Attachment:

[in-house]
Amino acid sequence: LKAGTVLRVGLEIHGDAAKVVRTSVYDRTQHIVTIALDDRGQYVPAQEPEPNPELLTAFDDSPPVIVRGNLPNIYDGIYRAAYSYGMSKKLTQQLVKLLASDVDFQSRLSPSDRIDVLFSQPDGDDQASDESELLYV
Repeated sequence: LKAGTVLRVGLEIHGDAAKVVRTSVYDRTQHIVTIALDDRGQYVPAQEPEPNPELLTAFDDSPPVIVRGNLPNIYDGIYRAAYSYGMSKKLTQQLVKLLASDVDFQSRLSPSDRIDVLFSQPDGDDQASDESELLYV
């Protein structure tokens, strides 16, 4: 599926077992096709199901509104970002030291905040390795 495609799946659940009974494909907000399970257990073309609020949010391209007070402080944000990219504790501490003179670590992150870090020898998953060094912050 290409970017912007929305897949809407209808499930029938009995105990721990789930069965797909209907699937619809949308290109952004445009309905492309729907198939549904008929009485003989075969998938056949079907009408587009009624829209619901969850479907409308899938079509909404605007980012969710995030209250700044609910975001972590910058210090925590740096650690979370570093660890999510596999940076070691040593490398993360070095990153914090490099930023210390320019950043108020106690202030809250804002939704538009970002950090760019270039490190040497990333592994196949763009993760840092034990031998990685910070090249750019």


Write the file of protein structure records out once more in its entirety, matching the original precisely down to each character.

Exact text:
[in-house]
Amino acid sequence: LKAGTVLRVGLEIHGDAAKVVRTSVYDRTQHIVTIALDDRGQYVPAQEPEPNPELLTAFDDSPPVIVRGNLPNIYDGIYRAAYSYGMSKKLTQQLVKLLASDVDFQSRLSPSDRIDVLFSQPDGDDQASDESELLYV
Repeated sequence: LKAGTVLRVGLEIHGDAAKVVRTSVYDRTQHIVTIALDDRGQYVPAQEPEPNPELLTAFDDSPPVIVRGNLPNIYDGIYRAAYSYGMSKKLTQQLVKLLASDVDFQSRLSPSDRIDVLFSQPDGDDQASDESELLYV
């Protein structure tokens, strides 16, 4: 599926077992096709199901509104970002030291905040390795 495609799946659940009974494909907000399970257990073309609020949010391209007070402080944000990219504790501490003179670590992150870090020898998953060094912050 290409970017912007929305897949809407209808499930029938009995105990721990789930069965797909209907699937619809949308290109952004445009309905492309729907198939549904008929009485003989075969998938056949079907009408587009009624829209619901969850479907409308899938079509909404605007980012969710995030209250700044609910975001972590910058210090925590740096650690979370570093660890999510596999940076070691040593490398993360070095990153914090490099930023210390320019950043108020106690202030809250804002939704538009970002950090760019270039490190040497990333592994196949763009993760840092034990031998990685910070090249750019």